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Note: some material may be restricted or offsite
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At a Glance
Arranged in three series Series I. Cataloged Correspondence; Series II. Arranged Correspondnece; SeriesIII. Box Listing (unsorted)
Correspondence, manuscripts, documents, photographs, notes, inteviews, articles, newspapers, clippings, and press releases of Harrison Evans Salisbury, a prominent journalist and editor.
Using the Collection
Rare Book and Manuscript Library
Restrictions on Access
This collection has no restrictions.
664 boxes of arranged material: are located off-site and require advance notice of intent to use.
Terms Governing Use and Reproduction
Single photocopies may be made for research purposes. The RBML maintains ownership of the physical material only. Copyright remains with the creator and his/her heirs. The responsibility to secure copyright permission rests with the patron.
PRTS dated May 22, 1997, on Box 678 for 30 years up to May 21, 2027.
Identification of specific item; Date (if known); Harrison E. Salisbury papers; Box and Folder; Rare Book and Manuscript Library, Columbia University Library.
About the Finding Aid / Processing Information
Columbia University Libraries, Rare Book and Manuscript Library
Papers processed Sondra Venable 4/2001.
2009-06-26 File created.
2019-05-20 EAD was imported spring 2019 as part of the ArchivesSpace Phase II migration.
History / Biographical Note
The American journalist Harrison E. Salisbury (1908-1993) was well-known for his reporting and books on the Soviet Union. A distinguished correspondent and editor for the New York Times, he was the first American reporter to visit Hanoi during the Vietnam War. After editing the campus daily at the University of Minnesota and working as a reporter for the Minneapolis Journal, he decided to pursue a career in journalism. Salisbury took a job with the United Press in St. Paul, soon circulating through other UP bureaus in Chicago, Washington D.C., and New York before being sent to Europe in 1942, where he visited London and Moscow on assignment. In 1944, Salisbury covered the Russian army's victory over the retreating German troops, which he later used as the basis for a series of articles for Colliers magazine and as a book entitled Russia on the Way 1946.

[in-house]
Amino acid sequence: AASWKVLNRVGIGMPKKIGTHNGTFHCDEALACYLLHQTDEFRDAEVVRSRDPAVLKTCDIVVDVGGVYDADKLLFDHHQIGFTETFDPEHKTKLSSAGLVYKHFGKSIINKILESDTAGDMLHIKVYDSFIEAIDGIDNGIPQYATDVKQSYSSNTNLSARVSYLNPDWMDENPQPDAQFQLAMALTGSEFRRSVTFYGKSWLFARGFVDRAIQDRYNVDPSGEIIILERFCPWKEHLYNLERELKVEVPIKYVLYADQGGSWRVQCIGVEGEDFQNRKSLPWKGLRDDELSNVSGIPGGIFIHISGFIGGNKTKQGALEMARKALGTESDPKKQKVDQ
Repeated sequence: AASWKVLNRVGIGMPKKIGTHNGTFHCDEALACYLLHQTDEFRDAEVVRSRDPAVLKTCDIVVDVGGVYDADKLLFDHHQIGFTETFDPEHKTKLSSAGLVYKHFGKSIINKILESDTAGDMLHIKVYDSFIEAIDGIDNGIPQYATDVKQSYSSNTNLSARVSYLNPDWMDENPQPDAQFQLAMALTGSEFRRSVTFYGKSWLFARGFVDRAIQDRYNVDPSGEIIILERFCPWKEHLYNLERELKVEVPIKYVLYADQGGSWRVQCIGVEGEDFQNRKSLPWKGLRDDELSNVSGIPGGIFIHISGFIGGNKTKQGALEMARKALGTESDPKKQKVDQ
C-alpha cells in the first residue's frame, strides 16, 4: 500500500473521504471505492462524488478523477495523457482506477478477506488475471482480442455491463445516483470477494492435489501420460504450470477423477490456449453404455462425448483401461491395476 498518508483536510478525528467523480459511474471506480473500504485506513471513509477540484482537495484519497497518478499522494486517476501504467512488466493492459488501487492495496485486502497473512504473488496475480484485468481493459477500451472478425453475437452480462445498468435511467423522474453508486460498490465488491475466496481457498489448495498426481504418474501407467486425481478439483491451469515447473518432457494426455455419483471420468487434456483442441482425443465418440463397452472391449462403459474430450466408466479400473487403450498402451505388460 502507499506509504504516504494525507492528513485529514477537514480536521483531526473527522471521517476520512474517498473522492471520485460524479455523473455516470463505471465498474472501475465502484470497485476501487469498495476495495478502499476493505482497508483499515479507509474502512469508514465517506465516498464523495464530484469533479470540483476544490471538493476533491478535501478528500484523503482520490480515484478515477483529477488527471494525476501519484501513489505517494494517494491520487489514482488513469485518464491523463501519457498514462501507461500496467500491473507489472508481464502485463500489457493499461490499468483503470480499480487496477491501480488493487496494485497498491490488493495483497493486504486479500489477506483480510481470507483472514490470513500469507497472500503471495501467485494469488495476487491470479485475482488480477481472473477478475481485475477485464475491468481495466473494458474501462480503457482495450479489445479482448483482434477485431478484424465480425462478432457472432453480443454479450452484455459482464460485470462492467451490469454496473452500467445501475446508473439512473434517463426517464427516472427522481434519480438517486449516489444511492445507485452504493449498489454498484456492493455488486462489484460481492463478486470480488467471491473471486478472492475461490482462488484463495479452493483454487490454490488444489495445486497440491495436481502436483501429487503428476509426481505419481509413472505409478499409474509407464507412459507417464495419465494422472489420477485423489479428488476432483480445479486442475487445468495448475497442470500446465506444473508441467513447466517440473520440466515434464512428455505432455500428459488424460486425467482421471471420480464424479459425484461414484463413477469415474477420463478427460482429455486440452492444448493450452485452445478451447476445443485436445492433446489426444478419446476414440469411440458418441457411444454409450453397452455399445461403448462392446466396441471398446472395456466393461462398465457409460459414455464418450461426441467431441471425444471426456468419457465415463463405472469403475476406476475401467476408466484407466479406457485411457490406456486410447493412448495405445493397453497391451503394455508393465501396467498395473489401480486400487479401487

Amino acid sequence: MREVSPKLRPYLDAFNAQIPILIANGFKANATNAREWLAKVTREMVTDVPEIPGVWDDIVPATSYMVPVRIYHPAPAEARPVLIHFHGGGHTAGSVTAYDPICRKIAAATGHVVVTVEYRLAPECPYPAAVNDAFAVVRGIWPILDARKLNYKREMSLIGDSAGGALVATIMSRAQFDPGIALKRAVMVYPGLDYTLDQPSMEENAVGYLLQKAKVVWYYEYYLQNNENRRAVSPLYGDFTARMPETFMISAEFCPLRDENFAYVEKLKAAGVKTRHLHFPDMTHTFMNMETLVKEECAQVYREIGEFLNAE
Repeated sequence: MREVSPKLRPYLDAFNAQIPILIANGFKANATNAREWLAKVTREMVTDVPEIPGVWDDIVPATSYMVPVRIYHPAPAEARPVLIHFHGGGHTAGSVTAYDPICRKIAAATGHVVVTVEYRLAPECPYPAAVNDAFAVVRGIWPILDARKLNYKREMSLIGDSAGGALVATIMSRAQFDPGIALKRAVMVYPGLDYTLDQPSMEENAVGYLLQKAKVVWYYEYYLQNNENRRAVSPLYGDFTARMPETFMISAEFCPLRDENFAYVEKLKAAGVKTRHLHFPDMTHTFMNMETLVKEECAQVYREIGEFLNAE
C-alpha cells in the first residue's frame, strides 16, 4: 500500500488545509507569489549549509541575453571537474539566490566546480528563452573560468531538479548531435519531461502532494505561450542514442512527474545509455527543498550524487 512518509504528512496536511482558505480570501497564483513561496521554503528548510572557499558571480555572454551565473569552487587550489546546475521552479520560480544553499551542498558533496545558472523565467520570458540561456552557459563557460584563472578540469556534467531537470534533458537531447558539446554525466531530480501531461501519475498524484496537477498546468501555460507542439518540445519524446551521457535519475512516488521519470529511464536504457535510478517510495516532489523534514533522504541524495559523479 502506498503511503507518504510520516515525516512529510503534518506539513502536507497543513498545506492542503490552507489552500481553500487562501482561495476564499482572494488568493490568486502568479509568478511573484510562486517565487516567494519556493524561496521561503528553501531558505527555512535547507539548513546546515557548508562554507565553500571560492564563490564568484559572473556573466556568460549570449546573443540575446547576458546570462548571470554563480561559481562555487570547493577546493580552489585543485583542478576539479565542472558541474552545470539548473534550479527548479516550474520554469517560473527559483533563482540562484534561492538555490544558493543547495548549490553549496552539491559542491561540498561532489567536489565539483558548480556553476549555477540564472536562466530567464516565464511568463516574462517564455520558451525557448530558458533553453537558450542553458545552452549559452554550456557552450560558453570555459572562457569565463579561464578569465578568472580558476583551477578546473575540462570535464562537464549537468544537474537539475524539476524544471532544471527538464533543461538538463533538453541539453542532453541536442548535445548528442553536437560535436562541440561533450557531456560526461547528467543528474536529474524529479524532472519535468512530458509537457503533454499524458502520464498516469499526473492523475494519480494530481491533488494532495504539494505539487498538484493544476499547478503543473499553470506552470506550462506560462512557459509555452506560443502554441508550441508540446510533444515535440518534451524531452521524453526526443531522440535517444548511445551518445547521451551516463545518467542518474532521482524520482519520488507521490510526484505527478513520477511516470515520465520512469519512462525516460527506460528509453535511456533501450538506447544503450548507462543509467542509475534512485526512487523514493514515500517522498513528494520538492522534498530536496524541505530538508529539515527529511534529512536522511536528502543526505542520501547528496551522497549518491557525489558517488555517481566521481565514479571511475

He joined the New York Times and returned to the Soviet Union in 1949 as the Times Russian correspondent. His reports from Moscow were heavily censored and were seen as controversial in the McCarthy anti-Communist atmosphere. After travelling through Siberia in the spring of 1954, he wrote a 14-part report "Russia Re-viewed," which received the 1955 Pulitzer Prize for international reporting. Although barred from the Soviet Union for five years after receiving the Pulitzer Prize, Salisbury was able to tour Poland Bulgaria Rumania and Albania in 1957 and his report on the deterioration of Communism in Eastern Europe led to a George Polk Memorial award for foreign news coverage. Allowed to visit the Soviet Union in 1959 and 1961-1962 Salisbury wrote several books describing the changes in the post-Stalin era. He also published Moscow Journal The End of Stalin 1961 which included the censored dispatches from his earlier five-year residence in Moscow. His knowledge of Stalin's regime provided the background for his well-received first novel The Northern Palmyra Affair (1962).
In 1962 Salisbury was named national news editor of the Times. He supervised the paper's excellent coverage of President Kennedy's assassination and in 1964 became assistant managing editor. In 1972 he was elevated to the rank of associate editor. At the end of 1973 he retired from the New York Times. After leaving The Times Salisbury continued to write and publish. He wrote about the Soviet Union in a series of books including Black Night White Snow (1978), One Hundred Years of Revolution (1983), and A Journey for Our Times A Memoir (1983, which also narrates his boyhood and early career as a journalist. His memoirs were elaborated in another book published in 1988 entitled A Time of Change. In retirement Salisbury traveled several times to China and wrote a book describing his history of the making of the Chinese Red Army following the course of the Long March: The Long March: The Untold Story (1985). Salisbury's reports on North Vietnam were given the Overseas Press Club and George Polk Memorial Awards and his experience was described in the book Behind the Lines (1967); he also wrote Orbit of China (1967), the best-seller The 900 Days: The Siege of Leningrad (1969) and War Between Russia and China (1969). Salisbury's coverage of Al Capone's trial to his presence at the 1989 Tianamen Square uprising were described in Tianamen Diary Thirteen Days in June (1988).
Salisbury's other works inlcude The Kingdom and the Power (1966), Russia in Revolution (1979), The New Emperors: China in the Era of Mao and Deng (1992), and Heroes of My Time (1993). Salisbury wrote an authorized but independent history of the New York Times which was published as Without Fear or Favor (1980), which discusses the shift in the paper from news reporting to an active engagement in political events. Salisbury focuses his story on the decision of the Times to print the secret study of the Vietnam War, the Pentagon Papers which provoked a confrontation with the Nixon administration. In 1964 he married Charlotte Young Rand and they lived in Manhattan and Taconic, Connecticut.